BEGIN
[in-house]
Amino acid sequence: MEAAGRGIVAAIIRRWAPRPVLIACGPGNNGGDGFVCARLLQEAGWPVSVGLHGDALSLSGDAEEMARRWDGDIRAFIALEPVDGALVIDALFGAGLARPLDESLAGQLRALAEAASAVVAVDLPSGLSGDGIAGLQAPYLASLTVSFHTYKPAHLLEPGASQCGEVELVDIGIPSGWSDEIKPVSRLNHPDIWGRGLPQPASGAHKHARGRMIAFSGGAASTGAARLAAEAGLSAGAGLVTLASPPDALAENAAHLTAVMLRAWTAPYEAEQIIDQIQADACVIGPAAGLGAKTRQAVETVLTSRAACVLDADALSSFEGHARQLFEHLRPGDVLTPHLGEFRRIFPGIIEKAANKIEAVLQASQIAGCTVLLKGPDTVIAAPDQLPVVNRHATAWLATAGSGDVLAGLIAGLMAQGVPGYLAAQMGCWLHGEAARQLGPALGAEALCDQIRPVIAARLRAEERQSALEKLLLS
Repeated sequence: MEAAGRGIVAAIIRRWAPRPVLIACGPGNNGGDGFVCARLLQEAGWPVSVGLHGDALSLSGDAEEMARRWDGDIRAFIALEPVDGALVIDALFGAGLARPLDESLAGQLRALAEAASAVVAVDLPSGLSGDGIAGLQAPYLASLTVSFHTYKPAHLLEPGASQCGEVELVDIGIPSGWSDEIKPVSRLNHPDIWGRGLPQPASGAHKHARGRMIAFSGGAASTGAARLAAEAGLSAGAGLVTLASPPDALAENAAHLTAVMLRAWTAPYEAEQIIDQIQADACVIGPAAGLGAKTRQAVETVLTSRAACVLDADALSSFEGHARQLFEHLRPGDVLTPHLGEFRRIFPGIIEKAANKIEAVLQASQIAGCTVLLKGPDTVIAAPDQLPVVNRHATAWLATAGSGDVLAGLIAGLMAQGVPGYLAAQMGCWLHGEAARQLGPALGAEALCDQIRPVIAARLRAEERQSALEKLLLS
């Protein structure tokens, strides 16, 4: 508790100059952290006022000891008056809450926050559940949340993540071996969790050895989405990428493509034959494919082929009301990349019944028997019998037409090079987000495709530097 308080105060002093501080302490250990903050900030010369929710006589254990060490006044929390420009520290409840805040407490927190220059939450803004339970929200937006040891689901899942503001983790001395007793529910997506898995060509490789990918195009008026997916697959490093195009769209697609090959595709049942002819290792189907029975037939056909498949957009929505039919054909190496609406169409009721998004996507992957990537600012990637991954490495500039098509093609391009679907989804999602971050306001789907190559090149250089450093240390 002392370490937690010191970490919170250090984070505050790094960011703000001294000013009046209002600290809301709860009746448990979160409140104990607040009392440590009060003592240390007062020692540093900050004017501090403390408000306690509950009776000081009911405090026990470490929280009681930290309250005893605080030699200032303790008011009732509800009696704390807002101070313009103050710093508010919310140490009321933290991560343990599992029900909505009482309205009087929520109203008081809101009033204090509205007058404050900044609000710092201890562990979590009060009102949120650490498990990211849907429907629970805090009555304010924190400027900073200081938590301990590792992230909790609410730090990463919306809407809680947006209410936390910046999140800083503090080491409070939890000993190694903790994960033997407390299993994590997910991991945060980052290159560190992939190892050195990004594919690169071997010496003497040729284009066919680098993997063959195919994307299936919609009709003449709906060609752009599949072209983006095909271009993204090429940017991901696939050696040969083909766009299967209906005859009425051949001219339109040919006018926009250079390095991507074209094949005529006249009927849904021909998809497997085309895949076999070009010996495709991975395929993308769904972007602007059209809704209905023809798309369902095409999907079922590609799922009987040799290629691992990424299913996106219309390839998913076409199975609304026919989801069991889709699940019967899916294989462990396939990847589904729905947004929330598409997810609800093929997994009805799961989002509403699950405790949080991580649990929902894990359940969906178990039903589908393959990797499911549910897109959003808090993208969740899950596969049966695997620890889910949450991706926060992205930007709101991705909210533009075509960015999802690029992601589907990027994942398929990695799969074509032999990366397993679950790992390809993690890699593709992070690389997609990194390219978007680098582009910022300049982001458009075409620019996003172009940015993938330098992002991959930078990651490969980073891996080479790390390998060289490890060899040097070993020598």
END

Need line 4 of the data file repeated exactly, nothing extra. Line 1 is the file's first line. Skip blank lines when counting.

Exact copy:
């Protein structure tokens, strides 16, 4: 508790100059952290006022000891008056809450926050559940949340993540071996969790050895989405990428493509034959494919082929009301990349019944028997019998037409090079987000495709530097 308080105060002093501080302490250990903050900030010369929710006589254990060490006044929390420009520290409840805040407490927190220059939450803004339970929200937006040891689901899942503001983790001395007793529910997506898995060509490789990918195009008026997916697959490093195009769209697609090959595709049942002819290792189907029975037939056909498949957009929505039919054909190496609406169409009721998004996507992957990537600012990637991954490495500039098509093609391009679907989804999602971050306001789907190559090149250089450093240390 002392370490937690010191970490919170250090984070505050790094960011703000001294000013009046209002600290809301709860009746448990979160409140104990607040009392440590009060003592240390007062020692540093900050004017501090403390408000306690509950009776000081009911405090026990470490929280009681930290309250005893605080030699200032303790008011009732509800009696704390807002101070313009103050710093508010919310140490009321933290991560343990599992029900909505009482309205009087929520109203008081809101009033204090509205007058404050900044609000710092201890562990979590009060009102949120650490498990990211849907429907629970805090009555304010924190400027900073200081938590301990590792992230909790609410730090990463919306809407809680947006209410936390910046999140800083503090080491409070939890000993190694903790994960033997407390299993994590997910991991945060980052290159560190992939190892050195990004594919690169071997010496003497040729284009066919680098993997063959195919994307299936919609009709003449709906060609752009599949072209983006095909271009993204090429940017991901696939050696040969083909766009299967209906005859009425051949001219339109040919006018926009250079390095991507074209094949005529006249009927849904021909998809497997085309895949076999070009010996495709991975395929993308769904972007602007059209809704209905023809798309369902095409999907079922590609799922009987040799290629691992990424299913996106219309390839998913076409199975609304026919989801069991889709699940019967899916294989462990396939990847589904729905947004929330598409997810609800093929997994009805799961989002509403699950405790949080991580649990929902894990359940969906178990039903589908393959990797499911549910897109959003808090993208969740899950596969049966695997620890889910949450991706926060992205930007709101991705909210533009075509960015999802690029992601589907990027994942398929990695799969074509032999990366397993679950790992390809993690890699593709992070690389997609990194390219978007680098582009910022300049982001458009075409620019996003172009940015993938330098992002991959930078990651490969980073891996080479790390390998060289490890060899040097070993020598």